While state-run Philippine General Hospital (PGH) announced last week that three of 14 examined deaths could have “causal association” with the vaccine, Triomphe stressed: “Up to date, there is no direct evidence linking Dengvaxia to any of those reported deaths.”
He emphasized that “no vaccine is 100-percent efficacious.” The reported occurrence of a few deaths remained “very well aligned with our own conclusions,” he said, since 830,000 schoolchildren have been immunized under the program that began in April 2016.
The pharmaceutical giant maintains that the vaccine is still effective in protecting seropositive recipients, or those who had prior exposure to the dengue virus, against future infections.
Triomphe stuck to that assurance during the hearing, saying an estimated 90 percent of the population in the country’s dengue-endemic areas were seropositive.
He admitted, however, that “there is no easily available rapid diagnostic test” to check if a child is seropositive.
When Rep. Angelina Tan, the health committee chair who is also a doctor, asked if the vaccine could be recommended for use despite this fact, Triomphe simply replied: “Sanofi does not make public health recommendations.”
Health Undersecretary Rolando Enrique Domingo said further studies had to be conducted before Sanofi Pasteur could be held liable for criminal offenses.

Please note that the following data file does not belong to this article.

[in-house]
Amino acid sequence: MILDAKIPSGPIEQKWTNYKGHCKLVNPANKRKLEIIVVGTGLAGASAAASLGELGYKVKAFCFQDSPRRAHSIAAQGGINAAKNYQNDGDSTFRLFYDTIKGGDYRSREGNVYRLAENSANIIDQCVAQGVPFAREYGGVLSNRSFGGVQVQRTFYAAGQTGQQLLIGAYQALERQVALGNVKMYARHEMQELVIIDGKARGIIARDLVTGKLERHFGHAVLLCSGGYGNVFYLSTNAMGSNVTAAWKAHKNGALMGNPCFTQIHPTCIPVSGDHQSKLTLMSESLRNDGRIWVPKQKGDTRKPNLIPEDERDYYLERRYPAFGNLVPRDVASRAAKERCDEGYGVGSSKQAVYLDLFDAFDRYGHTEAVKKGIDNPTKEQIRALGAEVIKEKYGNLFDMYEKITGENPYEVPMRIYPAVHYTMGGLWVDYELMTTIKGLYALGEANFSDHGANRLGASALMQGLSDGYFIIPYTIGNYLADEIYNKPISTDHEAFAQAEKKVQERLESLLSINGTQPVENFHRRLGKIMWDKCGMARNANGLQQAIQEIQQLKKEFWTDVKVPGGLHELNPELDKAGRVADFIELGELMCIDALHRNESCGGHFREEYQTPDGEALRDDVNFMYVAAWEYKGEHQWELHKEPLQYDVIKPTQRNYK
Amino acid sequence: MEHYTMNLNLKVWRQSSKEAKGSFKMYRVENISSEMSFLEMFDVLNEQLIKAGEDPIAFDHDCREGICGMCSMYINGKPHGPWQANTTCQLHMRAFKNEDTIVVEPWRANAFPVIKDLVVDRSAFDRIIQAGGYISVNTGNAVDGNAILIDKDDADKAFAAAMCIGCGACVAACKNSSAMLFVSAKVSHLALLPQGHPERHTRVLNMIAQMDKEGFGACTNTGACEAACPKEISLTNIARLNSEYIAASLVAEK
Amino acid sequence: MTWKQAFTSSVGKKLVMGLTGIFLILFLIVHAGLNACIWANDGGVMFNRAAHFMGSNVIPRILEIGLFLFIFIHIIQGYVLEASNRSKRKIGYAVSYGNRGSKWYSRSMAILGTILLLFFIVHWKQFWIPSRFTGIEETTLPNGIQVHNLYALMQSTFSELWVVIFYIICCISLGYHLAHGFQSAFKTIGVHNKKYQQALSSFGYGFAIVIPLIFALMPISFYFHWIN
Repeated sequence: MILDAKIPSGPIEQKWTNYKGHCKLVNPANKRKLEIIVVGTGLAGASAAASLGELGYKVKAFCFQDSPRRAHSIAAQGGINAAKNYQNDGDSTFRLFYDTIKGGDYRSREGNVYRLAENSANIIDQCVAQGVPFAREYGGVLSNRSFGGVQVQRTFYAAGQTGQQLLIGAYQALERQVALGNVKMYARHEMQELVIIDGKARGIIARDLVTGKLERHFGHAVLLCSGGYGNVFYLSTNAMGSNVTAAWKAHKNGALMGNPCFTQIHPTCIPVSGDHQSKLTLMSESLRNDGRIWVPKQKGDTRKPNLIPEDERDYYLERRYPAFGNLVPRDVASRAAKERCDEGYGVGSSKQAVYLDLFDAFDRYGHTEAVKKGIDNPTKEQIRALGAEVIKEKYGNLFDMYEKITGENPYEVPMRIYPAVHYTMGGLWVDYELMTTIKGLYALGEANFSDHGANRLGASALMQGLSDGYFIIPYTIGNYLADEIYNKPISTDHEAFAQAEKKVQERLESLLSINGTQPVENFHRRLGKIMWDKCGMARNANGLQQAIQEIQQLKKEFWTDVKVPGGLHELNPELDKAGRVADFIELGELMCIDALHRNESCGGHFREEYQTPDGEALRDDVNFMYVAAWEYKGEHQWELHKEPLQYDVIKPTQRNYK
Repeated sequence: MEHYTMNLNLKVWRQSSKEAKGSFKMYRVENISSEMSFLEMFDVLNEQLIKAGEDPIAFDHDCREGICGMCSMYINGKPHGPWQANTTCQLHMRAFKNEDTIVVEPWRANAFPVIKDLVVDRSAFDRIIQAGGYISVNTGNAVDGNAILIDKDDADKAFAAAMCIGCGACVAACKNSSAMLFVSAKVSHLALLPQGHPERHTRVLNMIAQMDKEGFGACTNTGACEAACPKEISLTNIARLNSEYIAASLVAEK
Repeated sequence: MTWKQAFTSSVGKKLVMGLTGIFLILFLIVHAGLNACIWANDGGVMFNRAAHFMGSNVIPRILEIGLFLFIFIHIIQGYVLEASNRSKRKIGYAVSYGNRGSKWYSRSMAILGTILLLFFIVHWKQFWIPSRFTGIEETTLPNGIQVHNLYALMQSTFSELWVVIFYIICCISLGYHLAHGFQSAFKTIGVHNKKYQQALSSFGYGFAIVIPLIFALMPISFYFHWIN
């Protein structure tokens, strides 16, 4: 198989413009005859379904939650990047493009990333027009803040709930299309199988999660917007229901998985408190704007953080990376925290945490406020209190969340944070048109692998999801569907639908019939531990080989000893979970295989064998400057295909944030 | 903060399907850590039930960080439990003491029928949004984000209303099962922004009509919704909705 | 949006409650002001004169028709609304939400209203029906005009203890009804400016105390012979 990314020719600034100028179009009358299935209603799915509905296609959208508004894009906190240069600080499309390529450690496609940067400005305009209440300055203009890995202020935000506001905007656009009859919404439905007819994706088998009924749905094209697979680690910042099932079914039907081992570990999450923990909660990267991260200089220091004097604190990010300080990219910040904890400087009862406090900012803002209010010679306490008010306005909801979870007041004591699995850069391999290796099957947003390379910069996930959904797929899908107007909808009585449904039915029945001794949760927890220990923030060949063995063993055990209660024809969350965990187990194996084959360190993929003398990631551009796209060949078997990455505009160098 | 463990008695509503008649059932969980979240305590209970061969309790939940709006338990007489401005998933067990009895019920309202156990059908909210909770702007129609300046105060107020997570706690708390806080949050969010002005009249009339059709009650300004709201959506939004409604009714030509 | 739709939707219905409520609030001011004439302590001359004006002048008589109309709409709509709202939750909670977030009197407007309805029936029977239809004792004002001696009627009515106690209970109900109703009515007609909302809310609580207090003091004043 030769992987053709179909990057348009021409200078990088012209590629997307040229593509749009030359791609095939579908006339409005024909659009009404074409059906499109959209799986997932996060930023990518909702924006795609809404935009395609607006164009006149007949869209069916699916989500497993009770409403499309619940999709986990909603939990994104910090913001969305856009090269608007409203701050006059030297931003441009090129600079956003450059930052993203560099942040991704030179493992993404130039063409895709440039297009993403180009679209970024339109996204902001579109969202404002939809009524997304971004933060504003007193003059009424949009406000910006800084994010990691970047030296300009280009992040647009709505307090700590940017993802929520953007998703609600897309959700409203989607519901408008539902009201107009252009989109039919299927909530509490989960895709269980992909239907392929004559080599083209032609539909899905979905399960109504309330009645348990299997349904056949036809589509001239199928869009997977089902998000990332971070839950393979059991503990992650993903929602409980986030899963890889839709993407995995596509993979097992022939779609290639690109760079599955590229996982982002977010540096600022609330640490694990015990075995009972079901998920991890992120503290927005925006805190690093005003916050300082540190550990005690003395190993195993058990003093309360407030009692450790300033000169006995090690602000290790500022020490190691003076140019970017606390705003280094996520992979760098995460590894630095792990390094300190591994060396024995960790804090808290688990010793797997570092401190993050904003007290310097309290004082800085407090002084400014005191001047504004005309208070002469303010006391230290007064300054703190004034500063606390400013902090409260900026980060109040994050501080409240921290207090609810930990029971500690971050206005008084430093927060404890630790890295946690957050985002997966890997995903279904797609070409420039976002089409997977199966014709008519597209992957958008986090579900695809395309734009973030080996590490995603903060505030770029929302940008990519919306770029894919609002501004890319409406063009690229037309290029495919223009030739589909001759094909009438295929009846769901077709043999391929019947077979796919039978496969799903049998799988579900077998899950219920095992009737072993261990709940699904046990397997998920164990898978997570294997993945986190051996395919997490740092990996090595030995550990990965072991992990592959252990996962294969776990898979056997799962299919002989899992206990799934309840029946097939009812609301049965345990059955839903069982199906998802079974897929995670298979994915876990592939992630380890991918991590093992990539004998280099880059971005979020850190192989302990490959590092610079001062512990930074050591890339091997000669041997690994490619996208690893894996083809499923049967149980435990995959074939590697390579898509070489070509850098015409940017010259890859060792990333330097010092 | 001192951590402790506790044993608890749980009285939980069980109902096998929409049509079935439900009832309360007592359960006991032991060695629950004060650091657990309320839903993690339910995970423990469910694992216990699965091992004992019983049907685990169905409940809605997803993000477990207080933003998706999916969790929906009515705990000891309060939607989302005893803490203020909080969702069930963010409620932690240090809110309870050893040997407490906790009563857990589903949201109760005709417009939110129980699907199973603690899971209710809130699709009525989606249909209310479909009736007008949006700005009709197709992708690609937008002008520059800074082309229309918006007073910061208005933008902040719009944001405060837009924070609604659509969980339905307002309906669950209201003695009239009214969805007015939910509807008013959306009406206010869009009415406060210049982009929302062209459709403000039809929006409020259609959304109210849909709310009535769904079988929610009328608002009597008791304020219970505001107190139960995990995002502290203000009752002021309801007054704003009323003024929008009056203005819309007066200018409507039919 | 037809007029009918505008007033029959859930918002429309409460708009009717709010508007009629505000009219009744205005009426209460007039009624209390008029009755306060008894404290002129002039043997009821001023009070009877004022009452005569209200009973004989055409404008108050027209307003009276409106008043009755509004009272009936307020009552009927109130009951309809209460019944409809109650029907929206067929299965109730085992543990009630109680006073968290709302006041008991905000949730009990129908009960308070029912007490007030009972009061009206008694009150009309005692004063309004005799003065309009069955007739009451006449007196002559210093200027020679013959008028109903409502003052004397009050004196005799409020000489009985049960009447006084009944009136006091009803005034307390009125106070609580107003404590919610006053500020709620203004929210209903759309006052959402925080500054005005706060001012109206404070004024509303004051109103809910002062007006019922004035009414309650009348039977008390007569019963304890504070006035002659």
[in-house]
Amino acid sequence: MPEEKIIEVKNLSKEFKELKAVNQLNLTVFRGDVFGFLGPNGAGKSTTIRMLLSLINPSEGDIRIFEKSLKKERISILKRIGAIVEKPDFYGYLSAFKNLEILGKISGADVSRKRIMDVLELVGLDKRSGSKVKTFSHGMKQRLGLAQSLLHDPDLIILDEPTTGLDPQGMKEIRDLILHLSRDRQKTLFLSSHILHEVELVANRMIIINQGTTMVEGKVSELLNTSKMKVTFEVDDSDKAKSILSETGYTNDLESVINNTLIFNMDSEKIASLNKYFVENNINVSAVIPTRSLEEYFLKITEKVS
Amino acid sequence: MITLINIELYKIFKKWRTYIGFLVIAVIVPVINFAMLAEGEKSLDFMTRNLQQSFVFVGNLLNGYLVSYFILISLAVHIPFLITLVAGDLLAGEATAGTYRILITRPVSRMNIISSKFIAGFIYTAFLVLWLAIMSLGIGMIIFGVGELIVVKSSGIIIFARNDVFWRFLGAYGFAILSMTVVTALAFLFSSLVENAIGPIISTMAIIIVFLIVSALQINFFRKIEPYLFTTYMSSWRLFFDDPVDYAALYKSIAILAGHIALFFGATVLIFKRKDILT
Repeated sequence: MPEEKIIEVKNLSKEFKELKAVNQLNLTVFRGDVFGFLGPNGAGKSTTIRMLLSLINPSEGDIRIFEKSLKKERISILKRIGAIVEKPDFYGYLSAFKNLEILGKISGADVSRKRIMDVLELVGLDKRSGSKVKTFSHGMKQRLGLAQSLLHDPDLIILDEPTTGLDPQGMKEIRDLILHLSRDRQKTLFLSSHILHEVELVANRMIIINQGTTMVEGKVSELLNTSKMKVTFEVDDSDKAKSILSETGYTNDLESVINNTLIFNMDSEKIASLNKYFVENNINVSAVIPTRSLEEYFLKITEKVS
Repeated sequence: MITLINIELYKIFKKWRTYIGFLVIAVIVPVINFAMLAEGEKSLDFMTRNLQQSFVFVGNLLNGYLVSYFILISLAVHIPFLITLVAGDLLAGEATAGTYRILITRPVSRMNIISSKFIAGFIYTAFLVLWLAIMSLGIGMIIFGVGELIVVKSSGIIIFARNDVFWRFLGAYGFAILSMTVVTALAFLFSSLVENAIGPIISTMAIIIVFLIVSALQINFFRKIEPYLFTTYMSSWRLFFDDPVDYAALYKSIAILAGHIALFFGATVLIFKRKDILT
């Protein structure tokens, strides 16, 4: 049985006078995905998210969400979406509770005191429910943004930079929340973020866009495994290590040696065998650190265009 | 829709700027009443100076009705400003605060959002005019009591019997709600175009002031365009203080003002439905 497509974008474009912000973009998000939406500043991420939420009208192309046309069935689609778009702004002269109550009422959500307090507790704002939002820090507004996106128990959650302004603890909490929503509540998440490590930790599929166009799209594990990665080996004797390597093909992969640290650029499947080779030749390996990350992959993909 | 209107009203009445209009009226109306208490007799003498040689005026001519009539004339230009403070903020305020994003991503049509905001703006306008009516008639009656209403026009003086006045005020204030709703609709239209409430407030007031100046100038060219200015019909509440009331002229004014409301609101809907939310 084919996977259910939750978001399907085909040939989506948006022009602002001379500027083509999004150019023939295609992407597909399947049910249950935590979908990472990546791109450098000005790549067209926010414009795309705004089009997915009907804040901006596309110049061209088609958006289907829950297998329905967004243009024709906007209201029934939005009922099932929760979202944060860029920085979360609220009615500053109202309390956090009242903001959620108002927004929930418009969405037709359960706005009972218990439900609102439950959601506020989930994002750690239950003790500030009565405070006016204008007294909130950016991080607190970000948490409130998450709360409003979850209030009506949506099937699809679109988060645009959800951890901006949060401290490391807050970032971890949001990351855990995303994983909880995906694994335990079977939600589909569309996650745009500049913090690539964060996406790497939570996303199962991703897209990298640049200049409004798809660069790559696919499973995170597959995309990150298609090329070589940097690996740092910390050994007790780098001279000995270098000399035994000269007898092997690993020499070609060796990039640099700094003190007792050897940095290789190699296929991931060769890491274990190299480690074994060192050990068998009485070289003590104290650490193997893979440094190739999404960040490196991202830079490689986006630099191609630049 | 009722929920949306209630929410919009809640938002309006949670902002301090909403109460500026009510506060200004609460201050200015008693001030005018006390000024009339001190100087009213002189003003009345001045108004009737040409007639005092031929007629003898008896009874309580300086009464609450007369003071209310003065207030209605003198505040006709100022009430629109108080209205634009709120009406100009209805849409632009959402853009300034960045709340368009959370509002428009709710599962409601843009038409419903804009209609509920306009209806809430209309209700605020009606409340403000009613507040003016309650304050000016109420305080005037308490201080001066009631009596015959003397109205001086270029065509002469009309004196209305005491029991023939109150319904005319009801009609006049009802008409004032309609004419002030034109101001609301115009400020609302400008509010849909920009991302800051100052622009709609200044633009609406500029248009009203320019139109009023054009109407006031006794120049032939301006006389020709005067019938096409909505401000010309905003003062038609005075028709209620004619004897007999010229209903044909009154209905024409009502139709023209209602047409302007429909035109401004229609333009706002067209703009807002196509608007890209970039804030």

“What we’re doing now is we want to complete the investigation first. We need some more tissue samples. So, this can really give more solid and definitive findings, before we file cases,” Domingo said, adding the PGH is also trying to secure the samples and autopsy results of the Public Attorney’s Office (PAO).
The PAO has been conducting autopsies on the bodies of children who died allegedly after receiving Dengvaxia.
Lawmakers and health experts, including former Health Secretary Esperanza Cabral, have called for a stop to the PAO autopsies, saying the examination should be left to pathologists.
Justice Secretary Vitaliano Aguirre II on Monday refused to stop the PAO autopsies, but said Cabral and the Doctors for Public Welfare could submit their opinion on the Dengvaxia controversy.
The PAO is filing a civil suit on Tuesday against officials of Sanofi Pasteur, officials of Zuellig Pharma (Sanofi Pasteur’s local distributor), former Health Secretary Janette Garin and former Health Undersecretary Kenneth Hartigan Go on behalf of the family of 10-year-old Angielica Pestilos of Quezon City, who died last December, months after being given Dengvaxia.
They are seeking P4.1 million in damages against the respondents.
The Volunteers Against Crime and Corruption is filing an administrative suit in the Office of the President on Tuesday against those who spearheaded the immunization program using Dengvaxia.
The angry mothers of some children who had been given Dengvaxia confronted Garin after the hearing at the House.
Wearing black shirts emblazoned with the words “Justice for Dengvaxia victims,” the mothers complained about the sufferings their children were going through after being inoculated with Dengvaxia.
One of them was Felicitas Asembrado of Zamboanga City, 53, who complained that her 11-year-old son had been experiencing stomach pain, fever, headache and joint pains.
The boy was vaccinated in July last year, she said. —WITH REPORTS FROM TINA G. SANTOS, PHILIP C. TUBEZA, MARLON RAMOS, MATTHEW REYSIO-CRUZ, PATHRICIA ANN V. ROXAS AND AFP